The University primarily uses Harvard for referencing. You’ll find more information about Harvard below, plus a link to the full downloadable guide. If your School uses a different referencing style, you’ll find links to these guides further down.
Other referencing styles
OSCOLA - Law
- OSCOLA 4th edition
- OSCOLA 2006: Citing International Law
- Cardiff University's Citing the Law using OSCOLA
- University of York's The OSCOLA Style
- Library Subject Guide for Law students and OSCOLA: A basic guide (2 pages)
APA 7th edn. - Psychology
- Official APA 7th edition website and link to library record
- Academic Writer Tutorial: basics of seventh edition APA style
- Official APA 7th edition style and grammar guidelines
- Official APA style referencing examples
- The Purdue Online Writing Laboratory APA formatting and style guide (7th edition)
MHRA – Conservatoire postgraduate students
Chicago – English
- Citation Quick Guide to the Chicago Manual of Style and link to library record
- Citing and referencing using Chicago - Monash University site
- Purdue Online Writing Lab - Chicago Manual of Style
Optional formats for Computing and Engineering Ph.D. students
All Computing and some Engineering Ph.D. students have been given permission to use alternative referencing standards, such as IEEE, for their thesis and other documents which may lead to academic publications (such as end of year reports) if it will help them in their publication process. Please consult your supervisor(s) for specific guidance.
- How to cite references: IEEE documentation style (5 pages)
- IEEE Editorial Style Manual for Authors (23 pages)
- IEEE Computer Society Style Guide (108 pages)
- Templates for different IEEE journals
The International Committee of Medical Journal Editors (ICMJE, previously the Vancouver Group) first published their Uniform Requirements for Manuscripts in 1978. This has been renamed as Recommendations for the Conduct, Reporting, Editing and Publication of Scholarly Work in Medical Journals. These recommendations advise authors to follow the standards detailed in the National Library of Medicine’s Citing Medicine, 2nd edn.
The five basic principles of referencing
The basic principles of referencing are:
- Clearly identify the material being cited: include sufficient information.
- How specific do you need to be?: do you need to refer to the entire document or to a specific part of a document? This will depend on the purposes of the citation and the use that you make of the material being cited.
- Take the information from the resource being cited.
- Make sure the information in the reference reflects the specific copy or instance of the document that was used. For online documents that are subject to change, such data includes the uniform resource locator (URL) of the particular version that was used and the date on which the document was accessed.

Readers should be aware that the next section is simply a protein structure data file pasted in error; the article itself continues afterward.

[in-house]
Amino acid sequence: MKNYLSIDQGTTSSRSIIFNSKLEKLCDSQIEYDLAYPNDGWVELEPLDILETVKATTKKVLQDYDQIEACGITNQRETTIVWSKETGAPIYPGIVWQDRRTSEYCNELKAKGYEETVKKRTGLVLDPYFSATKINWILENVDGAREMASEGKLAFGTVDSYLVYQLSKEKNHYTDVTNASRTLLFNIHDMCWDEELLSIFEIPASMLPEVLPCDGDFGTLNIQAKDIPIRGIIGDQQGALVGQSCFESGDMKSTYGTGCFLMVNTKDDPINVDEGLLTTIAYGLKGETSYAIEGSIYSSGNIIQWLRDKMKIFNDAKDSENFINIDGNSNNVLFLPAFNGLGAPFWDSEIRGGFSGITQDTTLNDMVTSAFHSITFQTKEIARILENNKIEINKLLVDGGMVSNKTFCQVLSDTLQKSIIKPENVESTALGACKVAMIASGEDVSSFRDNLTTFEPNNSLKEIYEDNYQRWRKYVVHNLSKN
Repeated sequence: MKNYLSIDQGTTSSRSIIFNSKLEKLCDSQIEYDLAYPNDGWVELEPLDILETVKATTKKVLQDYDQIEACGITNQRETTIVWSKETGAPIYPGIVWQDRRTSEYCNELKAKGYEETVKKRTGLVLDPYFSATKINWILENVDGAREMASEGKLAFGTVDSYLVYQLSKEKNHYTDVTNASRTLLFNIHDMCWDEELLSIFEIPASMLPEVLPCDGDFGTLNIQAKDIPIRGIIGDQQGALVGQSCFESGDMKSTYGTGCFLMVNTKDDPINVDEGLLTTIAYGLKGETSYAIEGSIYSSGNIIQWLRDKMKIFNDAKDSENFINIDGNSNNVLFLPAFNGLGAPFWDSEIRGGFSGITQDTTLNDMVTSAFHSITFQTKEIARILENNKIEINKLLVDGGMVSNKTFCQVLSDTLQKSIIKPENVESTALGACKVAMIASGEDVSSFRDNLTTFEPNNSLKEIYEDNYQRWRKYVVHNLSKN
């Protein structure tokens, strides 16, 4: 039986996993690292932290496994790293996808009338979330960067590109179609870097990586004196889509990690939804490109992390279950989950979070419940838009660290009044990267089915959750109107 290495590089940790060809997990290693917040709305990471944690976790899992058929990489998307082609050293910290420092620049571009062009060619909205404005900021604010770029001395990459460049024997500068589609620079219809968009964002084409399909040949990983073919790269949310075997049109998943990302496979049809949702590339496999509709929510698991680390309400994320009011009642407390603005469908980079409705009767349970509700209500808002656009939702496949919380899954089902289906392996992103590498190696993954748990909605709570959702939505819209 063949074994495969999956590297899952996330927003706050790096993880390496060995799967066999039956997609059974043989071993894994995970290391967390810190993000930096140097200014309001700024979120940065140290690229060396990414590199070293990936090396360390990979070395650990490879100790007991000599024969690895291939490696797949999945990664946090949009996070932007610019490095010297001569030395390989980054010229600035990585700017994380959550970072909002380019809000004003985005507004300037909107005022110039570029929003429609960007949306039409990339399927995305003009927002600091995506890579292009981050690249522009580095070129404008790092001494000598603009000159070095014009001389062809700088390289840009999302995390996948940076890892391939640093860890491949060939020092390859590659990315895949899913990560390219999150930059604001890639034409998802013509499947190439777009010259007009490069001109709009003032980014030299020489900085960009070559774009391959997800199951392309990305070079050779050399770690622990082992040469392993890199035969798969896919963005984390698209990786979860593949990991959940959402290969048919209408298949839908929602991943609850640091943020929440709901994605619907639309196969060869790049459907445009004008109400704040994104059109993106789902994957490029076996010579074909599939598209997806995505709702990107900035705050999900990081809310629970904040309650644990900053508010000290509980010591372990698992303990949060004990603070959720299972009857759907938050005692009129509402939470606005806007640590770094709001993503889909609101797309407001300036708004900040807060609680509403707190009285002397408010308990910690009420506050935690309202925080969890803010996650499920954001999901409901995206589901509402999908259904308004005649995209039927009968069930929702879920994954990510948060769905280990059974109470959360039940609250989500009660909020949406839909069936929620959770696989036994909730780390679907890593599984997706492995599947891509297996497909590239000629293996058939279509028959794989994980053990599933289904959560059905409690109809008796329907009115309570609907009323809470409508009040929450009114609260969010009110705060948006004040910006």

- Be consistent: use a uniform style, format and punctuation scheme for all references in a document, regardless of the particular style guide being used. If you are inconsistent, vary styles in the same assignment or you do not provide sufficient information to identify the resource, you are likely to lose marks.
When you proof read your assignment, check for errors in punctuation, check that all elements of the reference are included and check that all the cited works appear in your references list.
The data you use should be taken from the resource itself. The preferred source of data for the reference is the title page or equivalent, such as the title screen, home page, disc label or map face. Any information that does not appear in the cited information resource, but is supplied by the citer, should be enclosed in square brackets.
These guidelines are taken from the international standard BS ISO 690: 2010.
Who can help me with referencing?
Library staff are always happy to offer general advice with using this guide. Writing, checking, or proof-reading references is not part of our service.
The Centre for Academic Success, based in the Curzon building, offer workshops, study guides and tutorials to help you with referencing. The Academic Development Department, based at City South, also offer referencing support.
Referencing is an essential part of academic scholarship and ethical values demand that authors identify the sources used in their work. To do this, you will:
- Mention sources, paraphrase ideas, or directly quote sources within your work (in-text citation);
- Create a full list of sources at the end of your work (reference list).
- Show anyone who reads your work your ability to select and refer to the most appropriate external sources which support your work.
- Support specific facts or claims which you make in your work.
- Enable the reader to locate where you obtained each quote or idea.
The benefits of referencing to you are that:
- It shows the range of reading that you have done. This is likely to gain you marks.
- It can make your own arguments more convincing by supporting them with the ideas of acknowledged experts and data from credible sources.
- It is a basic academic requirement and doing so means you cannot be accused of plagiarism.
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